I recently went to a house concert in San Francisco. I wasn’t familiar with the headliner, but I enjoy seeing music in this more intimate setting. There’s something refreshingly adult feeling about sitting in a stranger’s living room with other adults and listening to someone entertain us minus the fourth wall. For one fleeting hour, the artist becomes accessible.
There is some magic about this situation that humanizes the performer to a level where audience and artist are equals. Yes, one is doing more of the “talking,” but the audience enhances the experience by participating and actively listening.
I’ve been to three house concerts so far. I admit, some have been more engaging than others. But I inevitably end up falling head over heals for the performer every time.
Ben Kweller was no exception.
In fact, I think I may have a new muse.
Up until this past week, my main songwriting barometer has always been Ani DiFranco. Ever since I first purchased Little Plastic Castle and sat transfixed in Central Park, Manhattan until the cd had been rotated three times consecutively and my musical mind was shattered, she’s been my siren.
I found myself feeling that same shattered feeling when I listened to Ben perform in the little Victorian on Futon Street and I absolutely HAD to tell him. And, we were standing on the same carpet. I figured that this thin, polyester commonality gave me SOME license. That and the wine.
So I did. I think I even gave him a copy of my CD (Naked Day Alone). How embarrassing and uncharacteristically forward of me. But he was so gracious. He even gave me a huge hug. I was so freaked out that I don’t think I noticed the hug until later in the evening. But I remember leaving with the thought “THAT is the kind of performer I want to be.” I want to be human.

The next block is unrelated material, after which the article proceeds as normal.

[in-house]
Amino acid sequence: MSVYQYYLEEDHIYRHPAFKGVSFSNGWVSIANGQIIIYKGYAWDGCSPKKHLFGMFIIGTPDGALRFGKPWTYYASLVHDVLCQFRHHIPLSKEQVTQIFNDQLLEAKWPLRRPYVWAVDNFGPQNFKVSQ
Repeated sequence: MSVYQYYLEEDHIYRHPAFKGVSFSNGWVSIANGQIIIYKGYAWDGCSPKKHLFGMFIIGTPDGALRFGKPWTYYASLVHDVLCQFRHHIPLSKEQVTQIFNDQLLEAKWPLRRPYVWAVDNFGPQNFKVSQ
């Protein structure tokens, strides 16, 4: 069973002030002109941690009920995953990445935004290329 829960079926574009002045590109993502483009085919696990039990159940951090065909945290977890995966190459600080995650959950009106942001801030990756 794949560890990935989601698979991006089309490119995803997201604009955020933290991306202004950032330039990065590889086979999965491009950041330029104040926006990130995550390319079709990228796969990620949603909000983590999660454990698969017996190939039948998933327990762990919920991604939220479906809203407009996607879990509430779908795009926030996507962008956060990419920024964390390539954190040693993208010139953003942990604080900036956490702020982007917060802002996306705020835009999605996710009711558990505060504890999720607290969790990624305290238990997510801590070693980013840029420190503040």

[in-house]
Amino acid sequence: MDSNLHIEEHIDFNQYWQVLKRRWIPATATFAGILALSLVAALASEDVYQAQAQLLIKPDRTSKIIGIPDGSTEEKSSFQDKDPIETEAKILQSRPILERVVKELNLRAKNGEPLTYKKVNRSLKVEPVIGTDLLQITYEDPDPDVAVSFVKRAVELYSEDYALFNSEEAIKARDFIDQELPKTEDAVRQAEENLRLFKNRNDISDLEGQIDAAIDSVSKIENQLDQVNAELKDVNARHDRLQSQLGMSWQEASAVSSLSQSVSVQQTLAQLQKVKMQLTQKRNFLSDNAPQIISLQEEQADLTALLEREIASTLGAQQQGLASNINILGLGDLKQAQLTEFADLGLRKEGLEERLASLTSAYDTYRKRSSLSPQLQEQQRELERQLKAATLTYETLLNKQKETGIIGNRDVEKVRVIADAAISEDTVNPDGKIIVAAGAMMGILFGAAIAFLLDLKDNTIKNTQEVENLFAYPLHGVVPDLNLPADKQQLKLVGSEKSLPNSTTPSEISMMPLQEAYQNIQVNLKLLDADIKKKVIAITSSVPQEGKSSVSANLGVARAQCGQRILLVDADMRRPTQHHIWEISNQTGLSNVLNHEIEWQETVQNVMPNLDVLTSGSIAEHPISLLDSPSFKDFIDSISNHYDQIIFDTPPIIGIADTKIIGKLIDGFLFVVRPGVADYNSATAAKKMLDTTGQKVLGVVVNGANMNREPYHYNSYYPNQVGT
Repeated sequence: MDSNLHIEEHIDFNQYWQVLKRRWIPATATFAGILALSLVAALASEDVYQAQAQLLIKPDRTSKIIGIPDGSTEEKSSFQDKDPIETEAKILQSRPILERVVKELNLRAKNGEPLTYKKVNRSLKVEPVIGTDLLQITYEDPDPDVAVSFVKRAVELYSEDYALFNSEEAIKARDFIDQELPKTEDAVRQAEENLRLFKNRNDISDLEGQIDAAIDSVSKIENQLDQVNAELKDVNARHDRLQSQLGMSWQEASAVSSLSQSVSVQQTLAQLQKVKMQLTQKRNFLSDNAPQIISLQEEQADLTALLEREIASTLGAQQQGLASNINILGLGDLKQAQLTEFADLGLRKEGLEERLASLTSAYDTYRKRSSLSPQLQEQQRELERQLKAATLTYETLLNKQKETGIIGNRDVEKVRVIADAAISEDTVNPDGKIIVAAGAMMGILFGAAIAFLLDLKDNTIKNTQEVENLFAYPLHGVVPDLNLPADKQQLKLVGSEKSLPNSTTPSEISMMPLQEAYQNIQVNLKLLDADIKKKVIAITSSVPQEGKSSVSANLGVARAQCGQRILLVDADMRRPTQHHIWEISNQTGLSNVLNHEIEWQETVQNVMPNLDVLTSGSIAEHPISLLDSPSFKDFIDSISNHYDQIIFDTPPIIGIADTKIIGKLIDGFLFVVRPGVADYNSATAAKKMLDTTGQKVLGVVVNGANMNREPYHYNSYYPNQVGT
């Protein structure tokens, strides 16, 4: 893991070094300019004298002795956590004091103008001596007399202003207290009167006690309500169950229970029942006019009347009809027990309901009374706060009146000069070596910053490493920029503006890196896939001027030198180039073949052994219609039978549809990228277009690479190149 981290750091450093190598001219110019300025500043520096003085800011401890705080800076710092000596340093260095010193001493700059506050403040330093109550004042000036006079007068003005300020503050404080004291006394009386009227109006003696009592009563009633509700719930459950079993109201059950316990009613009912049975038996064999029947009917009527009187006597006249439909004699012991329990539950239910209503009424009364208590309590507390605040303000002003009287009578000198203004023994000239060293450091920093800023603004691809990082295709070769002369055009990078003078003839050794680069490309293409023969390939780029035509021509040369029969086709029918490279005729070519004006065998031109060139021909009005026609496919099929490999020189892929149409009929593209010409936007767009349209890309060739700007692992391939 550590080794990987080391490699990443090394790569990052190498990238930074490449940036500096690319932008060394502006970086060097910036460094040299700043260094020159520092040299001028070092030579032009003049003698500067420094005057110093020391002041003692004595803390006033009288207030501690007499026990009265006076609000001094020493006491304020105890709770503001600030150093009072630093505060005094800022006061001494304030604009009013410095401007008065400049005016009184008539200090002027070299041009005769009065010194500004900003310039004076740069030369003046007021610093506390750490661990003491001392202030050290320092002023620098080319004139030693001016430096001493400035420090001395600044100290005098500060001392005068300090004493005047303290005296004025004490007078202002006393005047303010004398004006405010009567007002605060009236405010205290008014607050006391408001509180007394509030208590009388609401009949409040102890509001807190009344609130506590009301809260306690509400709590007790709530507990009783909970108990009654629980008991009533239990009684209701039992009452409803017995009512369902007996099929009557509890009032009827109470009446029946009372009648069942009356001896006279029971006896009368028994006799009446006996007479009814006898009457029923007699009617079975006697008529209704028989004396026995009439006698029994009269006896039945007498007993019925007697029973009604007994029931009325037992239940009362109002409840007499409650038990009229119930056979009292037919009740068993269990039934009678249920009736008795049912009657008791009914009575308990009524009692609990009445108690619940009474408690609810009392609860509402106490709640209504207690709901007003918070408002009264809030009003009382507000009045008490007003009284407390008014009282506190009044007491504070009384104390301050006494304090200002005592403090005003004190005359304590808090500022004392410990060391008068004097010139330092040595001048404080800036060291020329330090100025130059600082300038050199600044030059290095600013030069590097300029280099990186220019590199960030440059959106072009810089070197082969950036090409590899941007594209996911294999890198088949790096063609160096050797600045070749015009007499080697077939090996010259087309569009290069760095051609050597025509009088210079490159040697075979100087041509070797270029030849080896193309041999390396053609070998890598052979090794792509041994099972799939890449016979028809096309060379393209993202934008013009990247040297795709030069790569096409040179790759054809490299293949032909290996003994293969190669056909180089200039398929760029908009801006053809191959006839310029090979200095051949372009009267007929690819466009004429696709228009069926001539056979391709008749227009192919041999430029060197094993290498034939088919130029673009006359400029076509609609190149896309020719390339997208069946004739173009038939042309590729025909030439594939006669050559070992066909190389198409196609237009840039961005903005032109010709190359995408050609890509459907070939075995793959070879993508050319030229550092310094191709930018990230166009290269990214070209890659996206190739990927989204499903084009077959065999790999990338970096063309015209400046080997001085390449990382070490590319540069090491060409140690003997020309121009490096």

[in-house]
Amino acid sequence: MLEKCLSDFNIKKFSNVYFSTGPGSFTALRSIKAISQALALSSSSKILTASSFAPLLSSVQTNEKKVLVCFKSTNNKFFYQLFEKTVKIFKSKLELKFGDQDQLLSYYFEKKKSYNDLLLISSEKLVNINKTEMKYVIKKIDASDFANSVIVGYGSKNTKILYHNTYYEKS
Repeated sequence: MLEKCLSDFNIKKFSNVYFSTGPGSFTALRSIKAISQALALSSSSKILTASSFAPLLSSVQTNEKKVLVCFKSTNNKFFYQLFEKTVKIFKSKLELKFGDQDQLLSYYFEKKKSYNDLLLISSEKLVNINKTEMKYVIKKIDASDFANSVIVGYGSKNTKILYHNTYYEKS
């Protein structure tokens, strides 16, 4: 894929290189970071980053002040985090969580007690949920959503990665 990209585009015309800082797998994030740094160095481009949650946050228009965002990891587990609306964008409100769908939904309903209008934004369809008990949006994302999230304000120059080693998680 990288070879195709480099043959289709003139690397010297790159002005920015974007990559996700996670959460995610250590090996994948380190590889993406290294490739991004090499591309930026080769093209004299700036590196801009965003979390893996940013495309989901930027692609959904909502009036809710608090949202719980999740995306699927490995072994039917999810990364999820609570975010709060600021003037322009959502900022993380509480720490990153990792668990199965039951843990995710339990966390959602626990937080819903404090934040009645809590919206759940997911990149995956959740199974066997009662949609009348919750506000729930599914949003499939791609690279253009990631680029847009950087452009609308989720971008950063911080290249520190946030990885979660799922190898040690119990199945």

This brings me to my existential crisis over Ani. I’ve never wanted to meet her. Her impeccable use of the poetic language is so embedded in the DNA of my womanhood and I think, on countless occasions, she’s even saved my life. But I would never be able to tell her that. Or, maybe with enough whiskey in my gut, I could tell her. But I don’t think I would walk away with the same freaked out but equal feeling that I did with Ben.
Then again, I wouldn’t know. I’ve never been on the same floor with Ani. I’ve been in countless rooms with her. But never on the same level. And that may also be my fault.
In any case, two days after the house concert, I walked out of an Ani DiFranco concert 3 songs into her set. One of my best friends tried to comfort me by saying that this is a natural part of the process. “We are supposed to out-grow our gods. If we are ever to move forward with our artistic expression, we must move past and make better that from which we came.” Okay, maybe he didn’t say that last part. But it was implied.